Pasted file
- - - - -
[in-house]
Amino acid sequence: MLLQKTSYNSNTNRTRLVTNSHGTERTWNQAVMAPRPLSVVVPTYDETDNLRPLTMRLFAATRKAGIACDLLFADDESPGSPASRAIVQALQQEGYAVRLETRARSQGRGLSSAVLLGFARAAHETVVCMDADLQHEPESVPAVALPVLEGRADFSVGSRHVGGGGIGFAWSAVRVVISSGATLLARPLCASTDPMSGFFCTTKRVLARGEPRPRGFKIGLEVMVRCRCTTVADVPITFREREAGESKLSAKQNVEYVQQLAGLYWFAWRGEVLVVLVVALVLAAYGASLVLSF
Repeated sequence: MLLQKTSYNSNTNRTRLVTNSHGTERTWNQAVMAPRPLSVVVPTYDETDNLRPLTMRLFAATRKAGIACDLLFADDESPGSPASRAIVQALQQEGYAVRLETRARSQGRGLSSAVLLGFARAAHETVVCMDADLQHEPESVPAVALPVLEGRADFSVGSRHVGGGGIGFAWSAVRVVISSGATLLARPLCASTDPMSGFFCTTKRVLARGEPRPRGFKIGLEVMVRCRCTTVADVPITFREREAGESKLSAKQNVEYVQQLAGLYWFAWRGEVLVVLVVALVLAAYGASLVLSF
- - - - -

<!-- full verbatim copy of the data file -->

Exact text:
[in-house]
Amino acid sequence: MLLQKTSYNSNTNRTRLVTNSHGTERTWNQAVMAPRPLSVVVPTYDETDNLRPLTMRLFAATRKAGIACDLLFADDESPGSPASRAIVQALQQEGYAVRLETRARSQGRGLSSAVLLGFARAAHETVVCMDADLQHEPESVPAVALPVLEGRADFSVGSRHVGGGGIGFAWSAVRVVISSGATLLARPLCASTDPMSGFFCTTKRVLARGEPRPRGFKIGLEVMVRCRCTTVADVPITFREREAGESKLSAKQNVEYVQQLAGLYWFAWRGEVLVVLVVALVLAAYGASLVLSF
Repeated sequence: MLLQKTSYNSNTNRTRLVTNSHGTERTWNQAVMAPRPLSVVVPTYDETDNLRPLTMRLFAATRKAGIACDLLFADDESPGSPASRAIVQALQQEGYAVRLETRARSQGRGLSSAVLLGFARAAHETVVCMDADLQHEPESVPAVALPVLEGRADFSVGSRHVGGGGIGFAWSAVRVVISSGATLLARPLCASTDPMSGFFCTTKRVLARGEPRPRGFKIGLEVMVRCRCTTVADVPITFREREAGESKLSAKQNVEYVQQLAGLYWFAWRGEVLVVLVVALVLAAYGASLVLSF